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Oct 14 2014

On Top of the Cabinets

Alan Weltzien finds himself at home in northwestern Montana

Exploring Montana, Featured

This has been the year to celebrate each of Montana’s remarkable wilderness areas. Of course, the best way to celebrate, and to learn about, these landscapes is to walk them. 

If I’ve learned anything in my 23 years of hiking, backpacking, and climbing in Montana’s wilderness areas from our home in the southwestern corner, I’ve learned that many Montanas exist, even above treeline. The farther I stray from my home ranges in Montana’s largest county, the more I revel in the varieties of understory and peaks, of trees and rock.

When I first got to know Doug Ferrell, former President of MWA and now Chair of the Board of Friends of Scotchman Peaks, I suggested a swap: I wanted him to show me some of his home ground in the green, extreme northwest of the sate, and in turn he would come to the Beaverhead Valley so I could show him some of our basin and range country.

I’ve not yet escorted Doug into the East Pioneers or Beaverheads, but this past Labor Day weekend I drove to his Trout Creek home. The next morning we rode past the Noxon Reservoir and turned north on Highway 56 following the Bull River. The lush meadow grasses and curves of the small river made me think of Ireland. I realized anew how microclimates shift as you gradually follow the Clark Fork River downstream in its northwest direction. Annual rainfall increases every twenty miles or so. We parked just off the South Fork Bull River road (2,400 feet) and hoisted our backpacks, heading up the North Fork to Snowshoe Lake.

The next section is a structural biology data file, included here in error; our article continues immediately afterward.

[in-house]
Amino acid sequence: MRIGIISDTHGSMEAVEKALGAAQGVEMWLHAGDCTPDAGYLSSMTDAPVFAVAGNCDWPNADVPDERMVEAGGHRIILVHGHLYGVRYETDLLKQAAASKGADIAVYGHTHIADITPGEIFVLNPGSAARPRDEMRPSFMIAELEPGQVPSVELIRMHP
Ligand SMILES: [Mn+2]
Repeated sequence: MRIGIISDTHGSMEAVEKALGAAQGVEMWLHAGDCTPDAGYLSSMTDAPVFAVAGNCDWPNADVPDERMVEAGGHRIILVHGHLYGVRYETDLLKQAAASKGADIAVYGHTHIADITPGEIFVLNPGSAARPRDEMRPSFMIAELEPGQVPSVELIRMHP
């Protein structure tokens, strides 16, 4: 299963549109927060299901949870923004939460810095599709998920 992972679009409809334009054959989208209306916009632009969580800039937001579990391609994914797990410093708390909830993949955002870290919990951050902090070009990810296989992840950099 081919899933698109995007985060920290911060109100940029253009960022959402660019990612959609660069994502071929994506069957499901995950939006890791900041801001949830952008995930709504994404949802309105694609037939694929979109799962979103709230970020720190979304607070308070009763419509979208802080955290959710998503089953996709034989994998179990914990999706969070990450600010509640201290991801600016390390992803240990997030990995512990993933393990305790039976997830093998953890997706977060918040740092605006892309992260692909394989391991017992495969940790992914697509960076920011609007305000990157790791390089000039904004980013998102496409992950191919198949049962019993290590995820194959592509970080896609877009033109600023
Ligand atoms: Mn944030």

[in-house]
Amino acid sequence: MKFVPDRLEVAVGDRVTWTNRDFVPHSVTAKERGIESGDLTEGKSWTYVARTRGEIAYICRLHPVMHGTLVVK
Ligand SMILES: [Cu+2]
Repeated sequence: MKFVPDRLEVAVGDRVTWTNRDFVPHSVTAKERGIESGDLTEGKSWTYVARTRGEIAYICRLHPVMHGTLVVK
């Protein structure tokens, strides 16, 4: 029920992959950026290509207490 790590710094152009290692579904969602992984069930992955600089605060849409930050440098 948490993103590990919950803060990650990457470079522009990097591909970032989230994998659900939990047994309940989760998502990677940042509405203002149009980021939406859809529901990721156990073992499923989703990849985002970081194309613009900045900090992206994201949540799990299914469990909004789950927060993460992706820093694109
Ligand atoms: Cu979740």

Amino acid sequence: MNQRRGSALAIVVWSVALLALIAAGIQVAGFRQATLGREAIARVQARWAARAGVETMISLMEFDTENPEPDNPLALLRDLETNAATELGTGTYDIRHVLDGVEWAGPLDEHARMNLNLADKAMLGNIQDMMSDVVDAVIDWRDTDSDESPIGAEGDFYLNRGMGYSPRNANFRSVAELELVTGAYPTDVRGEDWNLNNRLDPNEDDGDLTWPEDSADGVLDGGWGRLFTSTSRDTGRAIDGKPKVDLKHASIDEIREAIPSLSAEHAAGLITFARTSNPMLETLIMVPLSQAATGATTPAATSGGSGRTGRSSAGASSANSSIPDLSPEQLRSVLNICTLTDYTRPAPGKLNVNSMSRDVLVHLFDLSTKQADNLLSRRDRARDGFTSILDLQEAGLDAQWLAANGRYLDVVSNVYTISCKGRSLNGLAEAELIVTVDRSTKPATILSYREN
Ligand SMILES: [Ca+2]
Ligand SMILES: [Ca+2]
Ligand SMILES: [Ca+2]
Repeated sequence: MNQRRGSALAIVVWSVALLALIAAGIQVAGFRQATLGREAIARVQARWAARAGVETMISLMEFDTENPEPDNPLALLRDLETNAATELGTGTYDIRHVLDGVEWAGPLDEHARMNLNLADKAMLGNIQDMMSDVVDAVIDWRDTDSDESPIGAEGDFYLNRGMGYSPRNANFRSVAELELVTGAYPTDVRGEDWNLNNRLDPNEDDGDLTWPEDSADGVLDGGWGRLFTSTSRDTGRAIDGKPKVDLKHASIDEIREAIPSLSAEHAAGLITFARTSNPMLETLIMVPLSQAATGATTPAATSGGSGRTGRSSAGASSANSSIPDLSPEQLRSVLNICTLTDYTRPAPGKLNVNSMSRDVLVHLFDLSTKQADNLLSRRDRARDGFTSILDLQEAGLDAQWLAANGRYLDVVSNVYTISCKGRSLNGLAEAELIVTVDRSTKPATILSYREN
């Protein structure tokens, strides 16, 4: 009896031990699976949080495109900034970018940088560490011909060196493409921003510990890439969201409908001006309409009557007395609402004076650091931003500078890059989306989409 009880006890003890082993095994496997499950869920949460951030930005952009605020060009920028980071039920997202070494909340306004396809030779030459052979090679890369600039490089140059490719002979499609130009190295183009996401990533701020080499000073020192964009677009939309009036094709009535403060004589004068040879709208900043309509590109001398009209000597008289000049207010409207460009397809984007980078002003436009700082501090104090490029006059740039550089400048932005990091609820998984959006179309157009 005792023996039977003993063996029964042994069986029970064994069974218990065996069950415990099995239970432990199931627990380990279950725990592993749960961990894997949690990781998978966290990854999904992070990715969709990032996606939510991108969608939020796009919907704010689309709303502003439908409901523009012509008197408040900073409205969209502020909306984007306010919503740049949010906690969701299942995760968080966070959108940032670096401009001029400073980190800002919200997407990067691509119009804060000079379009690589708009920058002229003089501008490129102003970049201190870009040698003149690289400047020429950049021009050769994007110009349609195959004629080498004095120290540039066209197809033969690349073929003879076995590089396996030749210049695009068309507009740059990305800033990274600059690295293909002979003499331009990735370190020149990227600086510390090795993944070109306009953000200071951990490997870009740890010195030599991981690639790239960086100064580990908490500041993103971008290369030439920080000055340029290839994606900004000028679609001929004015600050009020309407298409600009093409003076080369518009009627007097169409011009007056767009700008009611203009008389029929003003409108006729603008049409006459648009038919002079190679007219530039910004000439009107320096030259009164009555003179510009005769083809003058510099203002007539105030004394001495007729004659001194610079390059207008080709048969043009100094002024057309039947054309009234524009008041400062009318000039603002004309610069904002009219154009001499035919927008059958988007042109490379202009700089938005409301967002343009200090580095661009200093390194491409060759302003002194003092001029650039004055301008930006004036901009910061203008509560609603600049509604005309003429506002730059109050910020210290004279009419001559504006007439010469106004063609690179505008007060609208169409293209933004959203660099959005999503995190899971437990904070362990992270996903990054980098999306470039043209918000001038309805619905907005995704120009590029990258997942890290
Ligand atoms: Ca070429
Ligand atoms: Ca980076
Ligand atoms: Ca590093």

Bull River at Sunset. Photo by Aaron Theisen

My feeble knowledge of the Cabinets comes from my scanning the St. Regis River canyon as I-90 winds towards Lookout Pass. I know these views well, but I’ve hardly ever strayed beyond the windshield. After a quarter mile of hiking with Doug through a dusky, mature forest of western hemlock and western red cedar, I kept shaking my head. A Puget Sound kid, I felt as though I was no longer in Montana. Except that I was.